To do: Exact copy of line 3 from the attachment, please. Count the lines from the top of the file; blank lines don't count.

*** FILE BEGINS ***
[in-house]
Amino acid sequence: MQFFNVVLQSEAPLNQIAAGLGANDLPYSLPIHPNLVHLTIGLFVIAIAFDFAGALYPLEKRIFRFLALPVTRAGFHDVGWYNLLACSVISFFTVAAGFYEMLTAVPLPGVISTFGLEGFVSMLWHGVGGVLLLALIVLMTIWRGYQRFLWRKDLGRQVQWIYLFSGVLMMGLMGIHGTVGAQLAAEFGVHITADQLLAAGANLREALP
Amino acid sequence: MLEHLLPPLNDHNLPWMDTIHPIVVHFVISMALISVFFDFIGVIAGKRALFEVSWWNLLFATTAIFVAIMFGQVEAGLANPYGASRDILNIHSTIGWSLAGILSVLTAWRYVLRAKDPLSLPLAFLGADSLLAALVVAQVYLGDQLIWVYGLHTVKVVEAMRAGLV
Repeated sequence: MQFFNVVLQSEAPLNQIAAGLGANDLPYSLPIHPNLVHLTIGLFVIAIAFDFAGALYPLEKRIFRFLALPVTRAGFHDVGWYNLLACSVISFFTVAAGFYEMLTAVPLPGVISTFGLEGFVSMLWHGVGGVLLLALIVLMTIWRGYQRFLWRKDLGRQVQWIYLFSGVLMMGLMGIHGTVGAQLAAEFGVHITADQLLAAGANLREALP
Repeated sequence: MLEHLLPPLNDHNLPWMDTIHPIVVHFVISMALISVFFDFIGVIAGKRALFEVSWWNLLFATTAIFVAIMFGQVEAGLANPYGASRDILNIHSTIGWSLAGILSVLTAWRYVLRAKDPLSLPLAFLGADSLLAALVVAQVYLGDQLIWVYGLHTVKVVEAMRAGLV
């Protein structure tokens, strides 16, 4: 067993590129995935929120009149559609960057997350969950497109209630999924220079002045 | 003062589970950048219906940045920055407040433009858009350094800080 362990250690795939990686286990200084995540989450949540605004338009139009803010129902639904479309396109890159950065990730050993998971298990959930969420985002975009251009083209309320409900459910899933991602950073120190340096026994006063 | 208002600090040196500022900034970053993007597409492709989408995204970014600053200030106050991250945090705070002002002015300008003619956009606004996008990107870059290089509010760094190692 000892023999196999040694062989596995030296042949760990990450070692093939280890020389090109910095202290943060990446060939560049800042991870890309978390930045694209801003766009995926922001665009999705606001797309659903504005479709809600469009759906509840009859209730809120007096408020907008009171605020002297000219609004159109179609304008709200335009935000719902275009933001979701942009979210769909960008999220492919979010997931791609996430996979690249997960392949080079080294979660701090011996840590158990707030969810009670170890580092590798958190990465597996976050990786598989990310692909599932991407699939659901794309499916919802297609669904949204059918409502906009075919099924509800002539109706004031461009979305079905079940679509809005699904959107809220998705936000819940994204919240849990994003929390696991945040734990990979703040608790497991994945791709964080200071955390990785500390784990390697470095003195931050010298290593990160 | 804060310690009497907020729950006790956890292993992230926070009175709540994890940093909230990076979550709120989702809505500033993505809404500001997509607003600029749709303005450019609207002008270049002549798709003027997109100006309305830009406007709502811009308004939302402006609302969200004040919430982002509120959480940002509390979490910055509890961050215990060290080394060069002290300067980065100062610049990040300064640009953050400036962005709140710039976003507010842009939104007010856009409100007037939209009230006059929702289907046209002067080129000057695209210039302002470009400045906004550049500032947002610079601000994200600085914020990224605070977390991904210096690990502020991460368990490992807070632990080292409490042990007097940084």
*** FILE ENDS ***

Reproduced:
Amino acid sequence: MLEHLLPPLNDHNLPWMDTIHPIVVHFVISMALISVFFDFIGVIAGKRALFEVSWWNLLFATTAIFVAIMFGQVEAGLANPYGASRDILNIHSTIGWSLAGILSVLTAWRYVLRAKDPLSLPLAFLGADSLLAALVVAQVYLGDQLIWVYGLHTVKVVEAMRAGLV